Father Clay G. | Teen Ink

Father Clay G. MAG

By Anonymous

   One trait all heroes shareis the ability to endure hardship, and that is something my hero has definitelydone. Clay Gonzales, my father, has been through so much hardship in his 37years.

My father lived outside of Ojinaga, Mexico where there was nothingbut vast prairies and rocky mountains. Work was scarce, and money tight. Mygrandfather was a cotton farmer living on minimum wage and the family couldafford only necessities such as clothes and food. After a few years, my dad'sfamily moved here to Big Lake, Texas where my grandfather worked for a cottonfarmer. Occasionally, my dad and his siblings would help with the harvest to earnextra money, working from dawn until dusk in excessive heat and duststorms.

After high school, my father went to college, but he only stayed afew months because he did not feel comfortable in his surroundings.

"There was nothing at that college except for a bunch of junkies," hetold me. Without a college degree it was difficult for him to find a good job.When he married my mother, he became a trucker. We lived in a rented one-roomhouse until my little brother was born. Then we moved to a house my dad had beenbuilding since I was born. Construction took six years, and he did most of thework himself.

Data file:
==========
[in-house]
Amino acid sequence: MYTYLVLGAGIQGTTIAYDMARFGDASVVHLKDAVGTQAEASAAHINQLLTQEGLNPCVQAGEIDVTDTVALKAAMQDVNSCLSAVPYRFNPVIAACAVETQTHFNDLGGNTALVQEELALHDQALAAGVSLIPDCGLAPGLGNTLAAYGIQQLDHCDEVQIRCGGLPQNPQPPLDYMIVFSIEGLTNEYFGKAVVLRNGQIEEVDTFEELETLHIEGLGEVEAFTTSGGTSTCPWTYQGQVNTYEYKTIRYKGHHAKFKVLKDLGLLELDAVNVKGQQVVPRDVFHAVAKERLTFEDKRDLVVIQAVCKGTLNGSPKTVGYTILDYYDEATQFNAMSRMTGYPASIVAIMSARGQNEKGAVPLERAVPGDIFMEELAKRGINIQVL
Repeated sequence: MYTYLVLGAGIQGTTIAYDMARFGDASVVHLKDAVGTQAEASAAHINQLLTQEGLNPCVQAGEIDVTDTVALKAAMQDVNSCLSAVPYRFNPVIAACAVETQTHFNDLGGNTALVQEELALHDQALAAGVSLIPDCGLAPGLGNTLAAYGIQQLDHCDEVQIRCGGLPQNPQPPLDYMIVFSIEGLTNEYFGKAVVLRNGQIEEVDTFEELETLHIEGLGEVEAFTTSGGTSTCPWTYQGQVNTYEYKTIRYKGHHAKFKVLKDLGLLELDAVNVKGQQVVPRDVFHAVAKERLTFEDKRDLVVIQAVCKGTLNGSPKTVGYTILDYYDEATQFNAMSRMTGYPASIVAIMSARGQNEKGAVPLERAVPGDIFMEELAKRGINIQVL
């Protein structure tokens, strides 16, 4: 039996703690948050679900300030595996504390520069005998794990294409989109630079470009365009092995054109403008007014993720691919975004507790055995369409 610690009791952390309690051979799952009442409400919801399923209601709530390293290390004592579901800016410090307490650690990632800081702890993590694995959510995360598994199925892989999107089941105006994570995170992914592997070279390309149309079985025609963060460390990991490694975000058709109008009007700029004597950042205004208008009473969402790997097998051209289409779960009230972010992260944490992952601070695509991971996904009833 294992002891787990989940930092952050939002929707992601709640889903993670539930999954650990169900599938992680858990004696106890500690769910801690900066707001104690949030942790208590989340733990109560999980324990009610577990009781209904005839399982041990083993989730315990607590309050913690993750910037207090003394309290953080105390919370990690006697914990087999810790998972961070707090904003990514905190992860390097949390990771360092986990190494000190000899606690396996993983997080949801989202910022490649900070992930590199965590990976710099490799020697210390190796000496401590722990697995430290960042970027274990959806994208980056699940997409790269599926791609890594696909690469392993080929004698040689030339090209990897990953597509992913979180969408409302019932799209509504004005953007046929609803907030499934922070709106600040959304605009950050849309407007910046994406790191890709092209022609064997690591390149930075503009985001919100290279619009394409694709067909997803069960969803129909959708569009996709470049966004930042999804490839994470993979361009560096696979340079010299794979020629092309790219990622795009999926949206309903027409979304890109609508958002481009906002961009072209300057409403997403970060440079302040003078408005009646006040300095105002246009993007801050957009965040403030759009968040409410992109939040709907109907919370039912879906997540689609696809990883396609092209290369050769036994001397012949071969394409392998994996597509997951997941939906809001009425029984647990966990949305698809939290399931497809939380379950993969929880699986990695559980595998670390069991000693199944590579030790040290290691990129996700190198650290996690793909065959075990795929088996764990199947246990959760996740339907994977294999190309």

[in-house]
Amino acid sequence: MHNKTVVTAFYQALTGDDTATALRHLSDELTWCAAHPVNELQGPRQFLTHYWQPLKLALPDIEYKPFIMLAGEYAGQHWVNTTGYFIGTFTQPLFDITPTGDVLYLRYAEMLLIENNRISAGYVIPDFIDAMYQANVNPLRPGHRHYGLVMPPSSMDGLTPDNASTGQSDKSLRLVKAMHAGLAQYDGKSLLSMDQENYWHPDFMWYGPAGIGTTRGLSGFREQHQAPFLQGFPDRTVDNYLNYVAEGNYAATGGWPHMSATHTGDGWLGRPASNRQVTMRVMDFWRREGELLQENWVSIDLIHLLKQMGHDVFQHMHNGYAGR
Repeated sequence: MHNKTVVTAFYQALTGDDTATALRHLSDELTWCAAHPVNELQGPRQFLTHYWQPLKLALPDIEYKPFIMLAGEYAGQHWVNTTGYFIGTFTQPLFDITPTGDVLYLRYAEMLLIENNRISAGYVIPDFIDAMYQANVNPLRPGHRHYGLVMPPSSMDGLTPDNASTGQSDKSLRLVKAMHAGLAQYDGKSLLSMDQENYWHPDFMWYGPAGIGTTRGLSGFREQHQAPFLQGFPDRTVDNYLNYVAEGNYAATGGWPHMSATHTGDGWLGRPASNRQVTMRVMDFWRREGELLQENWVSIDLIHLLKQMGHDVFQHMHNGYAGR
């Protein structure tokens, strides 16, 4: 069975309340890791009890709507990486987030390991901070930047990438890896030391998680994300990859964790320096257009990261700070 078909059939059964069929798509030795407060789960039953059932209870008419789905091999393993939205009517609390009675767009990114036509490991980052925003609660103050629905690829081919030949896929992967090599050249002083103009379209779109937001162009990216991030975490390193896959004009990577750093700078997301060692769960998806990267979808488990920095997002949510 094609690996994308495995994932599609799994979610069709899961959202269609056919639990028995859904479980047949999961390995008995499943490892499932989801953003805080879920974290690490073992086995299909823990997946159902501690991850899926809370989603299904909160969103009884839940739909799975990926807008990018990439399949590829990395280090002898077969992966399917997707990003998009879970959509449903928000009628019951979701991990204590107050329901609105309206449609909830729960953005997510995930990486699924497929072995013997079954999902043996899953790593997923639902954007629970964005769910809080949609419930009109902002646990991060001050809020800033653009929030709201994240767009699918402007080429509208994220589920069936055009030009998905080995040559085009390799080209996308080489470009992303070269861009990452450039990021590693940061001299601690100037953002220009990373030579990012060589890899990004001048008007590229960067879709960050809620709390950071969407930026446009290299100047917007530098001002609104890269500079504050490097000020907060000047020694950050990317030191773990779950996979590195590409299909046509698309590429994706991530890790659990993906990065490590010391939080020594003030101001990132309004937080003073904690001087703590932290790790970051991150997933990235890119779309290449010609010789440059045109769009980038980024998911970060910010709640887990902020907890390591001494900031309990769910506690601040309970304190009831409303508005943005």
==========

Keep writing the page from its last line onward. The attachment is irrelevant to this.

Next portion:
When we were behind on our bills, my father worked extrahours. He would come home at 2 a.m. and sleep four hours, but he nevercomplained. After years of working as a trucker, he was promoted to supervisor,which helped us financially.

When my grandfather died, I believe itwas my father's great strength that got our family through this time of grief,even though he was mourning too. He always gets us through difficulttimes.

My father is my hero. Throughout his life he has provided for hisfamily no matter what it took. He has certainly inspired me, and touched my life.Heroes can be found everywhere. All you have to do is look.

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This article has 1 comment.

i love this so much!